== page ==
This week was the debut of my new talk show on Sirius/XM Stars called "Seth Speaks." It went SO well. I interviewed Louise Owen who was recently featured on "60 Minutes" because she has "superior autobiographical memory" and can remember any day of her life; the day of the week, the weather, the main events that happened that day, etc. Speaking of The Producers, she was a violinist in that pit, although we met before that time. I didn't recall exactly when but, naturally, she did. She told me "I first saw you perform on January 9th, 1997, at Caroline's but we met when you were hosting a comedy show downtown on April 26th in 1997." I asked what day of the week that was and she immediately told me Thursday and Saturday. Yikes! I also had the hilarious Ana Gasteyer from "SNL" and we talked about when she played Celine Dion at one of Celine Dion's concerts. She had to wear what Celine wore — a "ladies tuxedo with an extended cummerbund." It was the year of the "Titanic" song and Ana told us that she walked out onto the stage at Madison Square Garden and launched into it. Then Celine "surprised" her onstage and the audience went crazy. On "SNL," Ana would play Celine as an incredible narcissist and would constantly repeat, in her French Canadian accent, "I 'ave the best voice…in the world!" Celine, though, didn't understand what the joke was and actually thought people laughed because Ana didn't sing well! Which is crazy because Ana sings great. Celine gave her the run-down of how the scene in her concert would work and said, "Ana! It will be 'ilarious because you will come out singing and everyone will laugh because you sound so 'orrible!" Ana is doing her own show at Feinstein's on June 13 and 27 and I'm obsessed with the title: Elegant Songs From a Handsome Lady. Brava!
On Saturday night, James and I went to Birdland and saw Boom, featuring sisters Liz Callaway and Ann Hampton Callaway singing amazing Alex Rybeck arrangements of 1960s and '70s classics. I cannot wait for the CD so I can deconstruct it. First of all, Liz was so funny as usual. First she outed Ann for being the older sister by saying, "I was at Ann's apartment and saw a really interesting article in her AARP magazine." Ann then busted Liz for recently becoming old enough for AARP and Liz countered with, "Yes, but I just started getting the magazine. I'm glad I know where to go to get lots of back issues." They sound so great together and James and I are obsessed with Liz's voice because it always has this sweet young girl quality, which is something Lillias White has as well. Ann was brilliant on "You've Lost That Loving Feeling," which is not even song I particularly like. At first she literally sounded like a smoky bass, but was then belting crazy high notes, singing soprano and doing incredibly fluid riffs. After the show I praised her and she told me that because she's classically trained, she literally thinks of her voice as an orchestra, i.e. the low strings, the high brass, the mellow clarinets etc. O.K. I can also "think of my voice" that way but I can't actually create it! P.S., speaking of belting, the reason I was there is because Steve Marzullo, my music director of my new show, Disaster! told me that Liz is belting higher than ever before in the show. I immediately got tickets through Jim Caruso, even though it was officially sold out. Liz did belt but I didn't think it was any higher than I've heard her before. After the show, Liz proudly 'fessed up that she used Steve as tool to get me there and told him to lie and tell she was belting F's. Well, quite frankly, it worked! Even though I love seeing theatre where people are playing characters, there was something very special about being at an evening that was all about music. So many musicians were in the audience, loving it. Jeff Saver, my friend who's played and conducted tons of Broadway shows brought his two daughters and sitting in the front row was lyricist (and great singer) Lynn Ahrens, who told me she didn't know where to look onstage because the singing and the band were both so amazing. Jeff texted me after: "Wasn't that some sort of wonderful? I'm so joyful tonight!" I concur! You can pre-order their CD. It's going to be amazing!!!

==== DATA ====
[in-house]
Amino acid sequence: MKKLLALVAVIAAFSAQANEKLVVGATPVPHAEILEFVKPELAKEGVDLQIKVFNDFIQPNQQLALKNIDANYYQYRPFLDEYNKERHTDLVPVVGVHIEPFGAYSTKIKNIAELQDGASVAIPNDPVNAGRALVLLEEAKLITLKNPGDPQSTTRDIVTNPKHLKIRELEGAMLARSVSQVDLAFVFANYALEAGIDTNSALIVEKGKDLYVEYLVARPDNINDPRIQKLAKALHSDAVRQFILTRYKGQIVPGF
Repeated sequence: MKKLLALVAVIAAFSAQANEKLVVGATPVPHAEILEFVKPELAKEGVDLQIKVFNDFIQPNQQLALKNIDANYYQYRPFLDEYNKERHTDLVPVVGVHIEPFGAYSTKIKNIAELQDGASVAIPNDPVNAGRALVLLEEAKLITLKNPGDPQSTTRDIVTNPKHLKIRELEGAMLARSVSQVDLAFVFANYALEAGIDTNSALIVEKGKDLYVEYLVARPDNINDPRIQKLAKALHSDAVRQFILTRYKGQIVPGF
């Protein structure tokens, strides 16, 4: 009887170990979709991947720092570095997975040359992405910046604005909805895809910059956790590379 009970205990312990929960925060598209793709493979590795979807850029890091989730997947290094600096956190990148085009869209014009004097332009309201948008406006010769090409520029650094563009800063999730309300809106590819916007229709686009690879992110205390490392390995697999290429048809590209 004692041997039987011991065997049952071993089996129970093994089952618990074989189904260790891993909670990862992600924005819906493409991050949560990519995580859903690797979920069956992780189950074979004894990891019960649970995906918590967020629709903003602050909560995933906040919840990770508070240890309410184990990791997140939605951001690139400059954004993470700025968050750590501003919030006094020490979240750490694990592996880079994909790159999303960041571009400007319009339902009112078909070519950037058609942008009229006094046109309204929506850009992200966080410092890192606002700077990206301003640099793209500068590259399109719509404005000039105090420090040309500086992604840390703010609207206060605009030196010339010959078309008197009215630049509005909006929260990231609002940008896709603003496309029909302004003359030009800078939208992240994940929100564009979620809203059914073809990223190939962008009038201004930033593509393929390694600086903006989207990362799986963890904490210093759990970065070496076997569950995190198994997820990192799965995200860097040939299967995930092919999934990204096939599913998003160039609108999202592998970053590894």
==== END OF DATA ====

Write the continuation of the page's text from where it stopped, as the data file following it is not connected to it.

We started pre-rehearsals for Disaster! and it's been so fantastic. At The Producers anniversary party, I ran into Kathy Fitzgerald, who was the original character lady (Shirley Markowitz etc) and is now playing Madame Morrible in Wicked. I asked her if she'd play the role based on Shelly Winters in "The Poseidon Adventure" and she said yes on the spot! Then, Denis Jones (director) and I racked our brains trying to find someone to play Lauren Kennedy's twin children. Ben and Lisa are twins and are played by the same actor who has to look like a kid, be able to play a boy and girl, and sing up a storm. Michael Longoria from Jersey Boys read the script and said yes and we rehearsed the scene where he and his Mom are hanging from a wall on the ship that's been blown up. Look at the photo! This week starts official rehearsals. Yay!
And finally, I record my second "Seth Speaks" radio show this week with my favorite classical coloratura Nell Snaidas and my favorite "Why-won't-you-date-me?-Oh,-you're-straight-and-I'm-actually-in-a-relationship-" crush, Patrick Wilson! Tune in Sunday May 15 at 5 PM (ET) on Sirius/XM Stars, 107. I'm in Canada this weekend with Andrea Martin's show and we had rehearsal this week with director Peter Flynn because adding an amazing rap for her Edith Prickley character written by Lin-Manuel Miranda. Check out our "hip hop" photo. And speaking of hip hop, peace out!
(Seth Rudetsky has played piano in the pits of many Broadway shows including Ragtime, Grease and The Phantom of the Opera. He was the artistic producer/conductor for the first five Actors Fund concerts including Dreamgirls and Hair, which were both recorded. As a performer, he appeared on Broadway in The Ritz and on TV in "All My Children," "Law and Order C.I." and on MTV's "Made" and "Legally Blonde: The Search for the Next Elle Woods." He has written the books "The Q Guide to Broadway" and "Broadway Nights," which was recorded as an audio book on Audible.com. He is currently the afternoon Broadway host on Sirius/XM radio and tours the country doing his comedy show, "Deconstructing Broadway." He can be contacted at his website SethRudetsky.com, where he has posted many video deconstructions.)